Nina Barakzai FCMA Member of IFAO's International Ethics Standards Board and Former Global Privacy Officer, Towers Perrin
You've recently left Towers Perrin to start up your own consultancy. What work did you do there?
As well as working for IFAC, you also serve on CIMA's professional standards committee. What part do professional standards play in business?
Most people Ideal with, in all walks of life, want to be professional. They want to do well in their careers and constantly strive to do better. They're not necessarily trying to be world experts, but they do want to perform their jobs confidently and gain the knowledge to make the best decisions. That's the core of good professional standards, which feeds through into good corporate governance.
Some people already know what they must do and want help to find the best way to achieve it in the shortest time. They still want to do it well--not only because it's legal, but because it's ethical and makes business sense. Part of the fun of my work is that I won't know every detail about their situation. I have to understand what they want to do and the environment they work in to help them find the right solution.
How do you go about doing that?
I explain the core principles of how good professional standards lead to good corporate governance. That helps people to assess their situation so that we can find a solution together. They say what works for them, I say what works within the principles and ethical standards, and we go from there.
Do you have any advice for management accountants on presenting information in the downturn?
Always think of your audience. Accountants are trained to work with information and meet certain standards by following rules and guidelines. This doesn't change in an economic crisis--it simply becomes more important. Any information must still be handled in such a way as to reflect the company's policies and the need to present it with integrity so that people can rely on that information. The challenge will be to ensure that the information you handle is useful and that you have made every effort to keep it relevant and appropriate.
This is where the accountant's professional capabilities can help--in determining the level of risk and materiality and taking steps to address the risks. It's not always as simple as that but, if there are situations where you're faced with several options, it's the point at which external auditors may be a useful sounding board.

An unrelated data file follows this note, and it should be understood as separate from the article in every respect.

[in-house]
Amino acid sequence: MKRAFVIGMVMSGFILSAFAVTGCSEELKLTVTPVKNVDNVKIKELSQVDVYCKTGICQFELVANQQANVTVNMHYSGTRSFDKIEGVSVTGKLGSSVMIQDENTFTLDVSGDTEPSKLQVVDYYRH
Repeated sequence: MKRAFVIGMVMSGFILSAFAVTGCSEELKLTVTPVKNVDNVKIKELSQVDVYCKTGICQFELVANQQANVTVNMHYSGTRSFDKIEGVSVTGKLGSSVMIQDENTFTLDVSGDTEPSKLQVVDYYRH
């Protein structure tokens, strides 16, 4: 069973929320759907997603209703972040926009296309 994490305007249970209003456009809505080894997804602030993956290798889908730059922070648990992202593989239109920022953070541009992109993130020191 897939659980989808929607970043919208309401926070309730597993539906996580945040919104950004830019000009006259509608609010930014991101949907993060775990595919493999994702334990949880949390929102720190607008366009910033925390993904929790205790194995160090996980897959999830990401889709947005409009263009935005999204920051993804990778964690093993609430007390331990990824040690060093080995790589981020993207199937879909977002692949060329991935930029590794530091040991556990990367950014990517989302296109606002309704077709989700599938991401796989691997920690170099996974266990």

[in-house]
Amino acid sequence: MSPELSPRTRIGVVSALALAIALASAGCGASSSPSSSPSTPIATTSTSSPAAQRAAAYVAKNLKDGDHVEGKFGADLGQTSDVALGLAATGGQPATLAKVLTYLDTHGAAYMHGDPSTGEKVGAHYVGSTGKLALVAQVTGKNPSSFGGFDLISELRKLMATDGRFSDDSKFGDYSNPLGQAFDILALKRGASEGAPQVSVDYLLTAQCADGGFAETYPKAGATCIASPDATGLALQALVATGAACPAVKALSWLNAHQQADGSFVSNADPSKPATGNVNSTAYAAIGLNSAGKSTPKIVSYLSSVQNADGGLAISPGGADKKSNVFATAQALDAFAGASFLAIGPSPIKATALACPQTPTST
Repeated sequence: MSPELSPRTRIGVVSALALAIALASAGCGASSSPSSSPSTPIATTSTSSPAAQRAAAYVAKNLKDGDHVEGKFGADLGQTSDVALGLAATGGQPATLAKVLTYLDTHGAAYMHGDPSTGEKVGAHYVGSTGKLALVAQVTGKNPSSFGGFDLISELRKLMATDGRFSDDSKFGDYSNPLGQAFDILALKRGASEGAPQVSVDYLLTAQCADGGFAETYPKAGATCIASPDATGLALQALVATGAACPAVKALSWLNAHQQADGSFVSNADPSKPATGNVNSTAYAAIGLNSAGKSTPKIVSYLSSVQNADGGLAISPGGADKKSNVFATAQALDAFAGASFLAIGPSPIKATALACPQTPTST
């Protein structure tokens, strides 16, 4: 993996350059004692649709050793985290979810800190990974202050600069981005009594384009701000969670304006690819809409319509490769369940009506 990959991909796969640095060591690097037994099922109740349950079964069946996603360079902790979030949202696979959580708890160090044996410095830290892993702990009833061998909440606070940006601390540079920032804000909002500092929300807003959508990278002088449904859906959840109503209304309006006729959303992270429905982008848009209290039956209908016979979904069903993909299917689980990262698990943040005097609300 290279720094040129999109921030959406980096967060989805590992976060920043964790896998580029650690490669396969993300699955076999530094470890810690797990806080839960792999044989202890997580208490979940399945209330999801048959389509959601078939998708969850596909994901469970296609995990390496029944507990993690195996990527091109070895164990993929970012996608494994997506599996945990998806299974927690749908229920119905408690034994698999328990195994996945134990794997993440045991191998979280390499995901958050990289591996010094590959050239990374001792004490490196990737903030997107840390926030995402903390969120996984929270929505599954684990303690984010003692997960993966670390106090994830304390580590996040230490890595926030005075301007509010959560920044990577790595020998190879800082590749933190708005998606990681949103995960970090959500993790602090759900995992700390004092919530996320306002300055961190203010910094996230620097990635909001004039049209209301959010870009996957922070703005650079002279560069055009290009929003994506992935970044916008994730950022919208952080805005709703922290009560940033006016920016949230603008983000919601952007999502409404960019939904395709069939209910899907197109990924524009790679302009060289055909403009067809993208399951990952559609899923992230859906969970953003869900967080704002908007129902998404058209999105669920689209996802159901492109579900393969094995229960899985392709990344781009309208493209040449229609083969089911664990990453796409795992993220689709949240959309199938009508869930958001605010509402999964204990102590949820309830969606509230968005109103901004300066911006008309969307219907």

All the main professions approach the same issues of corporate governance differently. Accountants often want to see a process and understand how they get from A to B; they want an audit trail. Lawyers may focus more on whether you're working within the rules. If you aren't, they will go back to see what the rules actually stipulate and find out why there might be some confusion. This back-to-basics approach feeds into professional processes and is the basis of all principles-based regulation.
But isn't corporate governance a mix of all these different approaches?
In essence, yes, because you reach a place where principles, corporate governance codes and ethics guidelines all feed into a common language that's global, no matter what culture you are operating in. I do lots of work in Asia, Europe, the Middle East and Africa and most questions ultimately come back to core principles: what's the desired output and how does a business get there in a way that reflects its standards of integrity and serves the public interest? These are the bases for professional work worldwide. Once you've identified that is how you work, you can add the local laws and culture into the mix. In practice, while many people say "I don't deal with ethics", they are really trying to do a good job within the rules that apply to their situation, so they're working ethically even when they don't realise it. …